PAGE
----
"The best mother in the world," is how her sons want her to be remembered. The gate and fence of Kensington Palace filled with flowers and framed photos and notes, expressions of grief piled high, on Diana's death 10 years ago. The first glimpse of the grieving family we had was when they paraded in front of the gates, noting all the piles of stuff to express sadness and connections. Just like the Oklahoma City bombing, the tragic event was played and re-played 24/7 on cable, and people came to the fence demarking the boundaries of the lives and spaces on the other side and left teddy bears and ribbons and notes. The royal anniversary of Diana's death will contain no living fences but mourners still gathered at the Kensington gate while the official tribute held elsewhere was invitation-only. People today marked the fence with mementos.
I, too, watched both events unfold on tv -- her death story unfolding and the OKC bombing coverage. I lived in Texas at the time where crosses had started popping up at the sides of roads demarking the place of deaths. Hispanic memori mentos, these markers on the spots are called descanyos* and their increasing frequency of appearances along highways correlated with the rising rates of immigration across our southern border.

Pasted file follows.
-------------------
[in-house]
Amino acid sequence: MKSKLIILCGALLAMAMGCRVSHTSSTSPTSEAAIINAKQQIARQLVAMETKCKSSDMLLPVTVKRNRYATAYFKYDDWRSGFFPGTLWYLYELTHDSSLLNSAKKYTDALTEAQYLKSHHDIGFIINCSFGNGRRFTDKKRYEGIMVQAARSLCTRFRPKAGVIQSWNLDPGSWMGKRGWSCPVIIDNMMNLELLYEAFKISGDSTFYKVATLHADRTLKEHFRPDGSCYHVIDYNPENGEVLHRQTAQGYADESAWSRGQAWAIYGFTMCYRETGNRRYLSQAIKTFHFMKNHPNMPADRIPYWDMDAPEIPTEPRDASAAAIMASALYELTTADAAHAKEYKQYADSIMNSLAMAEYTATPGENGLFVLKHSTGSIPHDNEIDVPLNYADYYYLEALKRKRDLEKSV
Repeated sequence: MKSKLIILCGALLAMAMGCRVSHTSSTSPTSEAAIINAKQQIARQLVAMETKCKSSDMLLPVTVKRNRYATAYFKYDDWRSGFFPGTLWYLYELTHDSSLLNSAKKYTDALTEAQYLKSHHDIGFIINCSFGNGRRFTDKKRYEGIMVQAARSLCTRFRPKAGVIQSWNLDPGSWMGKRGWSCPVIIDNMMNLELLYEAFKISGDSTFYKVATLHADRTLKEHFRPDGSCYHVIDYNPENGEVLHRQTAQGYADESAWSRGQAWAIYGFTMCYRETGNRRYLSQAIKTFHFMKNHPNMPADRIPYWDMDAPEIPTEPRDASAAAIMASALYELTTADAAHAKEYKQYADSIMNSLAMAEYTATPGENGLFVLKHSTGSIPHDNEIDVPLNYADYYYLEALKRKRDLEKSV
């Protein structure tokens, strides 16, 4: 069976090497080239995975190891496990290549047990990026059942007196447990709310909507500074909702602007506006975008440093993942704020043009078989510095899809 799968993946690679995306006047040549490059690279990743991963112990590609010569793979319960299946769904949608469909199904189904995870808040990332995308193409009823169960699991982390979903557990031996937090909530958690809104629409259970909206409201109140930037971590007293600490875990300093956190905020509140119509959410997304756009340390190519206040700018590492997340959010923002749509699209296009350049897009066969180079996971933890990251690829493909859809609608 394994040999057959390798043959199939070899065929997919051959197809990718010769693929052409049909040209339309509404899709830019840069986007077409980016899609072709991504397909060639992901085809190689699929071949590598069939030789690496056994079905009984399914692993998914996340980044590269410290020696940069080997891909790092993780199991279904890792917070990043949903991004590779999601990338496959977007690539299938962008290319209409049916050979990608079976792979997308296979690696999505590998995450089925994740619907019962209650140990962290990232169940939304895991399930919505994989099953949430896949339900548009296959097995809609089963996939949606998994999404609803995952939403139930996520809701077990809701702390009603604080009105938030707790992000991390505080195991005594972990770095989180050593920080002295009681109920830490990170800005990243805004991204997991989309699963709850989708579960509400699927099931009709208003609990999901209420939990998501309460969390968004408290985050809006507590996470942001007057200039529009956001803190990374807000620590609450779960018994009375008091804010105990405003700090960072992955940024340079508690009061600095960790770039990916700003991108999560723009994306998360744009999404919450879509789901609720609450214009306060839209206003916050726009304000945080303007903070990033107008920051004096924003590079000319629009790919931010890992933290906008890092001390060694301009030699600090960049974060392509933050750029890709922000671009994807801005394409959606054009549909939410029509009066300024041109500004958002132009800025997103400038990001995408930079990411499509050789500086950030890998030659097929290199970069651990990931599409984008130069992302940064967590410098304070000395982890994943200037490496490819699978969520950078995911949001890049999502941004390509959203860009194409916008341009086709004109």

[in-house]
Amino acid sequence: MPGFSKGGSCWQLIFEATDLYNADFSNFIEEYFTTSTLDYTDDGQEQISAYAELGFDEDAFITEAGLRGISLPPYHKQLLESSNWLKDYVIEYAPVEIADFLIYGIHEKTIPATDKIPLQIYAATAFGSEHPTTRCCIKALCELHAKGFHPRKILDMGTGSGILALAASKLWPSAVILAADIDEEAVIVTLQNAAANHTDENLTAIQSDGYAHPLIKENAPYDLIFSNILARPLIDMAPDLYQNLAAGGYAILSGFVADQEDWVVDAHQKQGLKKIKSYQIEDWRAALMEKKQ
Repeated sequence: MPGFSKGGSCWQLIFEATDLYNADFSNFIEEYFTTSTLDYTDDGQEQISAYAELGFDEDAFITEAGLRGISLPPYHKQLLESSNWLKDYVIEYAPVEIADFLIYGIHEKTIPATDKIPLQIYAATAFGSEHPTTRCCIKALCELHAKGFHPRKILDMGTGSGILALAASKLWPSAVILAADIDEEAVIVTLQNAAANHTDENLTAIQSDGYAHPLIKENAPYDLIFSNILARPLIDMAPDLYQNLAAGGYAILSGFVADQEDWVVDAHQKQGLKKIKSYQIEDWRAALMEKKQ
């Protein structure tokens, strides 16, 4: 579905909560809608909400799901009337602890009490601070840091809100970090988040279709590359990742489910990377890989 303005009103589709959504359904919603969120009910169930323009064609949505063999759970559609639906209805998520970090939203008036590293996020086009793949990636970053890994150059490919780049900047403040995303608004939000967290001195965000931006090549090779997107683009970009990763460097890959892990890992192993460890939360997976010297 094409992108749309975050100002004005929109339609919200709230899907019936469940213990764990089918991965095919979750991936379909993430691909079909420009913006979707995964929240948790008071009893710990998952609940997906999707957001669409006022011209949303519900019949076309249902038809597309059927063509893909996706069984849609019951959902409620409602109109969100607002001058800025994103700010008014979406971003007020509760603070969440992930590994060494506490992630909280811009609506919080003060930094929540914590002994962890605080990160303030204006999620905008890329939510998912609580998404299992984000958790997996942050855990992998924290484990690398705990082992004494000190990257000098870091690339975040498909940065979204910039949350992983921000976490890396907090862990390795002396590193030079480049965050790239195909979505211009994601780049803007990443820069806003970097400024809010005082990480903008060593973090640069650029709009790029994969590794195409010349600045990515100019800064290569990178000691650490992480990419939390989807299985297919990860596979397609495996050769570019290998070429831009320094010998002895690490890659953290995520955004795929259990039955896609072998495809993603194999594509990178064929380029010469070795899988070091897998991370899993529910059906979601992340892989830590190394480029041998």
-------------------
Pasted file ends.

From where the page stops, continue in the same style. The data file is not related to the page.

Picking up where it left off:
JFK's death never spurred people to place flowers and mementos on the place but it was the first where everyone watched the family grieve on national tv, standing at the curb as the body rolled by.
Now when a death occurs in a public place, this recognition-at-the-place is how we mark it. The fences are cleaned up at Kensington Palace and they are kept clean at the World Trade Center site, too, where the mementos are official - top-down, rather than a place for the bottom-up expressions of sadness from the common people.
Media might be changing the way we express our grief. Sadness at the fences.
*descanyo is spelled descano with the n having a tilde but I don't know how to type that Spanish letter.
image credit: right, Kensington Palace, Shaun Curry, Bloomberg News, front page online NYTimes today; lower right Wikipedia; left: AP photo of mourner at the Gate of Kensington, on today's online front page of the Washington Post